No more tainted-milk risk, says Fonterra
THE chief executive of New Zealand dairy giant Fonterra said the risk that people could contract botulism from infant formula made with the company's whey concentrate has ended.
Speaking at a press conference in Auckland yesterday, Mr Theo Spierings said that all supplies of potentially contaminated infant formula have been removed from the international market. He said there was almost no more risk for consumers.
He apologised again to consumers for the anxiety the scare had caused. He had returned this week from China, where he was doing damage control.
He said 18 tonnes of potentially contaminated whey-protein concentrate had been turned into 2,300 tonnes of infant formula and other products that had now been recalled successfully.
Fonterra was one of six companies that were fined in China, following an investigation into price fixing and anti-competitive practices by foreign baby-formula makers.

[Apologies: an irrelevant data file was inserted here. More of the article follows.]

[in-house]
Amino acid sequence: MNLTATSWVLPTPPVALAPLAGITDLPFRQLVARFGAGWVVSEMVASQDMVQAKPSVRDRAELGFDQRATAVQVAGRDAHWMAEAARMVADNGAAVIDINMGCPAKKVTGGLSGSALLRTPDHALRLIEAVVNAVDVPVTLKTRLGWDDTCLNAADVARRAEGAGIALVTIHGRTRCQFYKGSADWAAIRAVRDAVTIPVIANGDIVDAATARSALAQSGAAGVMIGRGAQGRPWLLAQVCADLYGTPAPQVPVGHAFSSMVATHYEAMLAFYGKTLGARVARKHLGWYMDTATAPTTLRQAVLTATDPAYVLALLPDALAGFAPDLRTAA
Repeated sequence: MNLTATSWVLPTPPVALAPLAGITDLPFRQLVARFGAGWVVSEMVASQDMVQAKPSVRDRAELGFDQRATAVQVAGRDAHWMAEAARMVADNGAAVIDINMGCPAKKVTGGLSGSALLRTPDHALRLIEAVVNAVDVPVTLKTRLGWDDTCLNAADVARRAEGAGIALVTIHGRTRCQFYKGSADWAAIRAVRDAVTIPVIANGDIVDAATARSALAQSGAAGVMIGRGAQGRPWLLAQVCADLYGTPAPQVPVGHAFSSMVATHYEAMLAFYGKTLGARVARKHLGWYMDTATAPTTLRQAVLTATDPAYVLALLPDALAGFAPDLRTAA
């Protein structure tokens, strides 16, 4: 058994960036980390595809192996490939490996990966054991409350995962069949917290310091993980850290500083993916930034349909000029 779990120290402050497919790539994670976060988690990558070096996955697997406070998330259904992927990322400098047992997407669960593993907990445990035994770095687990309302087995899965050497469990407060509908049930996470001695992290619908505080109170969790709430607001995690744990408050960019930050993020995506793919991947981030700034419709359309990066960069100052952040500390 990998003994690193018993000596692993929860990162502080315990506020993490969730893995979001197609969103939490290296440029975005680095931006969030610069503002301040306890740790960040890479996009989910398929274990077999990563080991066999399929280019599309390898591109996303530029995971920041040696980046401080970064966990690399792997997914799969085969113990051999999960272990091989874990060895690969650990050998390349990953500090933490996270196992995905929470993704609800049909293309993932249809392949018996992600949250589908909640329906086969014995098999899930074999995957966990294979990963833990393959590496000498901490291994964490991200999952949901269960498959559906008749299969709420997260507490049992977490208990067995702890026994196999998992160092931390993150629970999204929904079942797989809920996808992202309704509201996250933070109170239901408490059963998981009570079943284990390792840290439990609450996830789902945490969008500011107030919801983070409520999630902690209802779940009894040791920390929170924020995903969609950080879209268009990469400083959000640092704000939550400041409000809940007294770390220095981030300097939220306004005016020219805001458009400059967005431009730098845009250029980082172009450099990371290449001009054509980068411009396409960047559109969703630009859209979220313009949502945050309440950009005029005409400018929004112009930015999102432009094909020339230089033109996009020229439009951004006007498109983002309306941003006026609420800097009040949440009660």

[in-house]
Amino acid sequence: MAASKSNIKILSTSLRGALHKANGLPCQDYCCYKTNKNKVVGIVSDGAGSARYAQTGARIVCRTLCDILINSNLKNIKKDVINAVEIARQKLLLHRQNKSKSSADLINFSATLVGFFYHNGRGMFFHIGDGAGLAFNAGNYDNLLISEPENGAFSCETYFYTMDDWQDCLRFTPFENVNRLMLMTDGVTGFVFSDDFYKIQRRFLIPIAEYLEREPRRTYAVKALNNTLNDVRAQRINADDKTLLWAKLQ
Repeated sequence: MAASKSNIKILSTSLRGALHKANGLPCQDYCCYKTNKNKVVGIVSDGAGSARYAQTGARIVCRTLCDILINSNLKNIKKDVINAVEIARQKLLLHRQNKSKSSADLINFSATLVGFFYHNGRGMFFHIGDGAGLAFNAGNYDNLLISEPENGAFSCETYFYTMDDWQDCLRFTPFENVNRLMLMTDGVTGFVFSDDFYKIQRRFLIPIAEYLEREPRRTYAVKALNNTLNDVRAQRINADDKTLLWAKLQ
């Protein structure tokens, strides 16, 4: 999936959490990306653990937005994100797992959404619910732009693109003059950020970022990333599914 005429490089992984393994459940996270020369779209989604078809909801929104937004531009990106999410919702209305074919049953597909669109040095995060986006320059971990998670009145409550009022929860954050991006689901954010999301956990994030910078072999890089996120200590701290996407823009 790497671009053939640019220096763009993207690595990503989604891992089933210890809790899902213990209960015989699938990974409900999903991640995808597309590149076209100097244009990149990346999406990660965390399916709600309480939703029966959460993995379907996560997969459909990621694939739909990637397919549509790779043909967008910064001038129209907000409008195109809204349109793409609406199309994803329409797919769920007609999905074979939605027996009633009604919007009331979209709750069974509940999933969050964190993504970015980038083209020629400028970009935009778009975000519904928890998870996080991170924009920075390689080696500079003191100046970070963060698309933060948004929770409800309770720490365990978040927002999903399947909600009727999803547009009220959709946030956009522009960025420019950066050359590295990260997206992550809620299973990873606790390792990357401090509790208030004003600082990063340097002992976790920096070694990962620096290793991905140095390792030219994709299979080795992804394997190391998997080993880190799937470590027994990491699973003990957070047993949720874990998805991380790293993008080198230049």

The six companies - the United States' Mead Johnson Nutrition and Abbott Laboratories, French company Danone, Dutch dairy cooperative FrieslandCampina, Hong Kong-listed Biostime International Holdings and Fonterra - were fined a total of US$110 million (S$139 million), the National Development and Reform Commission said yesterday.
The official Xinhua news agency said the fines were a record for China.
Foreign brands account for about half of total sales in China and can sell for more than double the price of local formula. The infant-milk market in the world's second-biggest economy is set to grow to US$25 billion by 2017.